Photo by onilmilk
Getty Images Pro, via https://www.canva.com
The Greek philosopher Aristotle had said that “the aim of art is to represent not the outward appearance of things, but their inward significance”. The Spanish painter Pablo Picasso had declared that “art is a lie that makes us realise the truth”, while according to the French painter Edgar Degas, “art is not what you see, it's what you make others see”.
But then again, how do we “see” art – at least in the case of visual arts such as painting, drawing, sculpture, photography, filmmaking, design or even crafts and architecture? Works of art can often be “difficult”, meaning that their interpretation can be far from obvious. And the question remains: is there a right or a wrong way on how to view and interpret (visual) art?
This quest invites you to go deeper into that question, acknowledging that even if we are not “art scholars”, there are still some basic guiding principles that can help us interpret a work of art. In addition, learning how to analyze work of arts, especially paintings, can help us enhance our skills, become more creative and innovative and also reconsider how we see ourselves and the world around us.
Picture of a bowler hat and an apple on a bureau, homage to Rene Magritte painting “The Son of Man”
By nito100, Getty Images via https://www.canva.com
Terry Barrett, an American art critic and professor has said that artworks are always “about something” and that to interpret a work of art is “to understand it in language”. Whether we admit it or not, most of us have experienced at least one moment of “uncertainty” while viewing art; that awkward feeling that “I am lost for words” and “I am just not getting it!”. And then, when you finally “get it” (or at least “get something”), a new world opens in front of you.
Your quest is to explore the complex yet rewarding process of artistic interpretation and learn how to use art, in particular paintings, to increase your visual intelligence and improve your observation and communication skills. Get ready to interpret your favorite painting and see “more than meets the eye”!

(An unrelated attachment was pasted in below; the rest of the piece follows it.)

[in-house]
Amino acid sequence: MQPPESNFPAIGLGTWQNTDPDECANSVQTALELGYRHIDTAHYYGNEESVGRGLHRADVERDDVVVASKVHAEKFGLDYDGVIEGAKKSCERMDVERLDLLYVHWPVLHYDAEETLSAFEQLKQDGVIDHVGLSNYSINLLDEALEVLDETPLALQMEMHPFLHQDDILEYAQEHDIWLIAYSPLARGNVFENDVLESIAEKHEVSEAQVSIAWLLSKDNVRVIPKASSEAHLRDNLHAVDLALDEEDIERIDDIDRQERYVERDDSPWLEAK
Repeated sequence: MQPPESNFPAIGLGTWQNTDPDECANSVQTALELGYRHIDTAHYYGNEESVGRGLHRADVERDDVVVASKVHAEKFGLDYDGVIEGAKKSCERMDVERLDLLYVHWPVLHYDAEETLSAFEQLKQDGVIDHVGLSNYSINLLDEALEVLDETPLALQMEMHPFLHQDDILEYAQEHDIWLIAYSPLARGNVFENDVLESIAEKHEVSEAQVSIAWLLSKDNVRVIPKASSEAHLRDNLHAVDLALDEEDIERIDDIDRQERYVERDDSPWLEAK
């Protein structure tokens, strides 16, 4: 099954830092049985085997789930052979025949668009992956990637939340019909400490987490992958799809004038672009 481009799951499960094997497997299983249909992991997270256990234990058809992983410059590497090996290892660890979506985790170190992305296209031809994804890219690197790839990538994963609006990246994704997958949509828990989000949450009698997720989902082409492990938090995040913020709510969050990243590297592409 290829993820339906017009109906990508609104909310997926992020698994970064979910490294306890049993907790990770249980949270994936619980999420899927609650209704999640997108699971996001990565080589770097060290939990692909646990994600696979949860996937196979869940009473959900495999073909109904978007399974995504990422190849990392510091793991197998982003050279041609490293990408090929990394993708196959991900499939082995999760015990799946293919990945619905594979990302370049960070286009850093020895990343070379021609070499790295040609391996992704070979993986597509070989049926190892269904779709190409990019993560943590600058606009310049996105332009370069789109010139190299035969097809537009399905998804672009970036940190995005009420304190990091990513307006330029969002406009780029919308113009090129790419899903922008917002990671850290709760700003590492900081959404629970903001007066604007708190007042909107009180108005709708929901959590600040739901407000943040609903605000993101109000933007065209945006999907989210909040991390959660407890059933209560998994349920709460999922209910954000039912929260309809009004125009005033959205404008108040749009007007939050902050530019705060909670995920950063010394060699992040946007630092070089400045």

Art is beautiful but it can also be disturbing or even terrible, it can be pain-healing or pain-provoking or even incomprehensible. We are usually being told what we should look at, appreciate and analyse as “art”. However, there are times that we can still feel and acknowledge something as “work of art”, even if no “expert” has told us to do so.
In this quest we will focus on works of art that can be found in museums, in particular art museums with painting collections. What you are asked to do is to identify your most beloved painting and try to interpret it by creating either a short text-analysis or a video-presentation (you can see the quest on how to make films) or even get inspired and write your own song lyrics (you can also see the relevant quest).
Read through all the attached documents, explore the online sources and watch the videos (with subtitles in many languages) that will guide you in your interpretation process and facilitate you to see artwork in the greatest museums without leaving your chair.
Learning how to observe and interpret art can help us re-connect to ourselves and the others; it can help us start paying attention to both the “big picture” and the “small details”, as well as noticing what is absent and what our instinct has to say. Both the seen and unseen matters. But the most important is that art can lead us seeing the “extraordinary” in our everyday life and try to be more creative and open to questions, discussion and investigation for “something more”, no matter how small, that can change our life.
- Learners reconsider how they see the world, themselves and the others by learning to analyse works of art.
- Learners will gain knowledge of national, European and global cultures and expressions, focusing on art and cultural products.
- Participants enhance their visual intelligence, their communication and analytical skills, and also become more creative.
- Learners find out how art can invite us to see things from another perspective, solving real life problems.